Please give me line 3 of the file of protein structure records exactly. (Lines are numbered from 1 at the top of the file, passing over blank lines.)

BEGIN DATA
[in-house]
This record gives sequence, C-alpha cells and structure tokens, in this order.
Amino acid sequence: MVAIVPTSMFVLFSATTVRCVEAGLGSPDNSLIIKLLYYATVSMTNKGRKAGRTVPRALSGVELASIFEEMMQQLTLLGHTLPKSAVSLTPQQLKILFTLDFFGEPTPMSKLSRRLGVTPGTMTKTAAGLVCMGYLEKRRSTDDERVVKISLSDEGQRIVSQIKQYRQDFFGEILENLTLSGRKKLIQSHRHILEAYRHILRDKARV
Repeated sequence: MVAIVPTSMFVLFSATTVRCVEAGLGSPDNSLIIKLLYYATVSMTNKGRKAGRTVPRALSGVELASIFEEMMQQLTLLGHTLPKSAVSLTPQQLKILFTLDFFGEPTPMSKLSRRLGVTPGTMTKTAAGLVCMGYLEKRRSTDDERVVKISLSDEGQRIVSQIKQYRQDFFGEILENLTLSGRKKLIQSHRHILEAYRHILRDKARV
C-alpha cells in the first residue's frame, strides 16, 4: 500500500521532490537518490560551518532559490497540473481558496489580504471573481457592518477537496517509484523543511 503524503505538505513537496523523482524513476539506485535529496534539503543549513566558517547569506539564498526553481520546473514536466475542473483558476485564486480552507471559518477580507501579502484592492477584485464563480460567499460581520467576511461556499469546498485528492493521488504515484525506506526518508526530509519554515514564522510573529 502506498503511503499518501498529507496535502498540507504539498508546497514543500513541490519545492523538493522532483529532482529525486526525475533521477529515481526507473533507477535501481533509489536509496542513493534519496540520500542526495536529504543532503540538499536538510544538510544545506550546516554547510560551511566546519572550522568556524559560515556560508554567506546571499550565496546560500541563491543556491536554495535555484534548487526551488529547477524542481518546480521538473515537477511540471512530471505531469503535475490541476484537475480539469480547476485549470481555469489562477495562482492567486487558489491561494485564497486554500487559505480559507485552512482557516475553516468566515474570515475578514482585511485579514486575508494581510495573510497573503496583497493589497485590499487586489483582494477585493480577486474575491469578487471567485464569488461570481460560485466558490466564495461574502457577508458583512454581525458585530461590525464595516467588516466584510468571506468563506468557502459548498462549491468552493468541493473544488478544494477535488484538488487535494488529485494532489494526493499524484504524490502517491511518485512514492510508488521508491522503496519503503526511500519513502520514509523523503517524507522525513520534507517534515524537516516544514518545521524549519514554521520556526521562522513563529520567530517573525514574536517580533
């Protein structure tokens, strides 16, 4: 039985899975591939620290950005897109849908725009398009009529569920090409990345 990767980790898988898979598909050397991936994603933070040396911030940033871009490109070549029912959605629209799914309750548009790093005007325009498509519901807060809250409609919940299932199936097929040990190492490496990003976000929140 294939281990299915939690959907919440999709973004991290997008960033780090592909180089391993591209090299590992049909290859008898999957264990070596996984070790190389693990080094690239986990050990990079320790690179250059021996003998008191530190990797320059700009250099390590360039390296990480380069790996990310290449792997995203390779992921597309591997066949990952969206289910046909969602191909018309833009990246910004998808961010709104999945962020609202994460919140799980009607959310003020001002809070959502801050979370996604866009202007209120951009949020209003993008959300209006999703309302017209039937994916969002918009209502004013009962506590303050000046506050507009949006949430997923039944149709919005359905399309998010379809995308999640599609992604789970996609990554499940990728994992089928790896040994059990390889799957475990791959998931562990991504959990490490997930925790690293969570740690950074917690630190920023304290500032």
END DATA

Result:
Amino acid sequence: MVAIVPTSMFVLFSATTVRCVEAGLGSPDNSLIIKLLYYATVSMTNKGRKAGRTVPRALSGVELASIFEEMMQQLTLLGHTLPKSAVSLTPQQLKILFTLDFFGEPTPMSKLSRRLGVTPGTMTKTAAGLVCMGYLEKRRSTDDERVVKISLSDEGQRIVSQIKQYRQDFFGEILENLTLSGRKKLIQSHRHILEAYRHILRDKARV